During the next series of tests, we focused on testing a single server, since there is little point in load testing and tuning a cluster of servers when the individual servers are not operating up to their potential.
A number of optimizations to the SharePoint™ configuration were suggested and implemented, including:
In addition, the Content Query Web Part was changed to handle taxonomy more efficiently. After each change was implemented, the system was tested to measure the change in performance. In each test, an improvement in bandwidth utilization was observed (particularly between the SharePoint™ servers and the database). However, the end-user performance was unchanged.
Next we tried to determine if the entire SharePoint™ installation would share this performance profile, or only the instance that was being tested. The customer created a new out-of-the-box SharePoint™ site using one of the example sites. This site was tested to 1500 users with only slight degradation seen at the peak. The test was very near (or past) the bandwidth limits of the network connection (a 45 Mbps DS-3).
We were now convinced that the OS, hardware and SharePoint™ installation were healthy. We returned to the original site and targeted authentication. A new testcase was designed that visited 6 public pages as an unauthenticated user. The system was tested and scaled to 1000 users, but performance was poor with average page durations in the 10 second range. The system was stable, but performance had degraded rapidly by 1200 users (when we again hit the bandwidth limits).
Curious if the improved results of previous test were due to a lower number of unique pages visited, rather than authentication, we next designed a testcase that visited a larger number of pages, both authenticated and not. This included more pages than the first unauthenticated test, but a lot less than the original test scenario. This load test produced better performance, but was unstable – exhibiting a stalling behavior when under load. For example, the system was able to ramp up to 1300 users with the system serving ~30 pages/sec. As the test added more load, the system throughput suddenly dropped to less than 5 pages/sec. In multiple test runs, the stalling behavior was observed at varying load levels.
The testcase was dissected in several iterations to determine if any particular group of pages performed better or worse than others, but no offenders were found. We again returned to a set of pages that did not require authentication – this time picking a larger set of pages containing a variety of features (27 pages total). Load tests revealed the system could service these pages with average page durations under 1 second at 1500 concurrent users with consistent throughput (~39 pages/sec) for 2 hours. Further experimentation revealed that the addition of one relatively simple testcase caused the system to become unstable. This gave us an easy way to demonstrate good and bad performance of the system under the same configuration (with different usage patterns). We hoped this would allow Microsoft Support Engineers to diagnose the problem.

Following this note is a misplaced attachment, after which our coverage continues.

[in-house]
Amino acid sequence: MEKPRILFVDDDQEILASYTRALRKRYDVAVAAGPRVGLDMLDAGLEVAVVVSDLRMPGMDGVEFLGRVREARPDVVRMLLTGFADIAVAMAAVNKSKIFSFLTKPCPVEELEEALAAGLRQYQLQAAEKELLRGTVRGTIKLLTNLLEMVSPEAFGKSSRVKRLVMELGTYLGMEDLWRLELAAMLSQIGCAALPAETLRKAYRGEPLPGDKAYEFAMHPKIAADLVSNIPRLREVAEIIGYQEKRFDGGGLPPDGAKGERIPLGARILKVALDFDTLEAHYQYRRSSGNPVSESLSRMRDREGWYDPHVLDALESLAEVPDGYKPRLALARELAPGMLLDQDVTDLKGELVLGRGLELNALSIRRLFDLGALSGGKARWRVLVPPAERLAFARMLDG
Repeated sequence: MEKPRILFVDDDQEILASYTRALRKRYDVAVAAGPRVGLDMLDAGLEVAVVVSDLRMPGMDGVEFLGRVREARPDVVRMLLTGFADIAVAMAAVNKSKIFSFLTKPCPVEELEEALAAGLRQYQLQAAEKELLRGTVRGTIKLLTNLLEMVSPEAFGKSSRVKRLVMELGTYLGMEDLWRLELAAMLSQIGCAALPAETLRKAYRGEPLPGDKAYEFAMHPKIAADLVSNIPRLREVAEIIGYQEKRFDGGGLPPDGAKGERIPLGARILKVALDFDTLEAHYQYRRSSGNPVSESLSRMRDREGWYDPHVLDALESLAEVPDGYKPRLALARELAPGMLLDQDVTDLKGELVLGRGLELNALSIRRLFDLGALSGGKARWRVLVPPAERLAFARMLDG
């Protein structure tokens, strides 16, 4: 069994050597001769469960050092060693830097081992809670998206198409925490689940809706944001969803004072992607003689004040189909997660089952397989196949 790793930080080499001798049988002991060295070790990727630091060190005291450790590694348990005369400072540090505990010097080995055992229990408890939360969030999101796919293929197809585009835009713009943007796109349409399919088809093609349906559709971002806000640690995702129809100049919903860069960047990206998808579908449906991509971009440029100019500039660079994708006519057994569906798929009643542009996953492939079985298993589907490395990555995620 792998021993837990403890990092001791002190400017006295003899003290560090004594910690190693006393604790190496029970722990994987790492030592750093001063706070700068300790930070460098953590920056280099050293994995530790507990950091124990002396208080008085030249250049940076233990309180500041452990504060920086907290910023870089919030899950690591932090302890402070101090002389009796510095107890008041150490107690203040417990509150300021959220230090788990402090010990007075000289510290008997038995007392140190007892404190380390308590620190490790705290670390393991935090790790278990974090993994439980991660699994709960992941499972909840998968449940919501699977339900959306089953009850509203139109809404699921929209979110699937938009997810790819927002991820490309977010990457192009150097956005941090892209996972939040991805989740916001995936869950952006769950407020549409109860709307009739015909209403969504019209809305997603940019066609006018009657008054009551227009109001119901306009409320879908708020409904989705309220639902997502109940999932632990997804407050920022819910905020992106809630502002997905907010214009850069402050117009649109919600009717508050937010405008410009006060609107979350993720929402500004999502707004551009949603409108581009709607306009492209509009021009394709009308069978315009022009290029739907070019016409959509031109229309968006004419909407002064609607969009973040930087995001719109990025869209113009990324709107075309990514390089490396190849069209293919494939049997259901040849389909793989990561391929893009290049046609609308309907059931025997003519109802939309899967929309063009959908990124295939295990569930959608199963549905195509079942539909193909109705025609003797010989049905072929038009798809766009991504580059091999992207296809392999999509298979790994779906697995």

During some of the previous tests, we also noticed that system performance sometimes degraded consistently from one test to the next. We subsequently discovered that rebooting the database between test runs temporarily improved performance. To help get consistency from the test results we began regularly rebooting all the servers prior to each test. This was good test practice to ensure a consistent testing environment. We came to realize that there is a larger significance to this particular symptom – although the realization did not come until later in the process (discussed later in this paper).
After looking at our test results as well as collecting their own data, Microsoft SharePoint™ Support indicated that SharePoint™ was apparently unable to make use of such large hardware (8 processors with 16G of RAM). In an effort to validate that the problem was indeed caused by the large hardware, they recommended that we reduce the number of processors to 4, and then later suggested reducing it to 2. In each case, this resulted in a surprising performance improvement but the stalling behavior remained. Reducing the number of processors moved the point of failure, allowing the system to run longer before stalling, but did not cure the problem. This proved that we had a problem unrelated to the size of the hardware that warranted more detailed, low level analysis.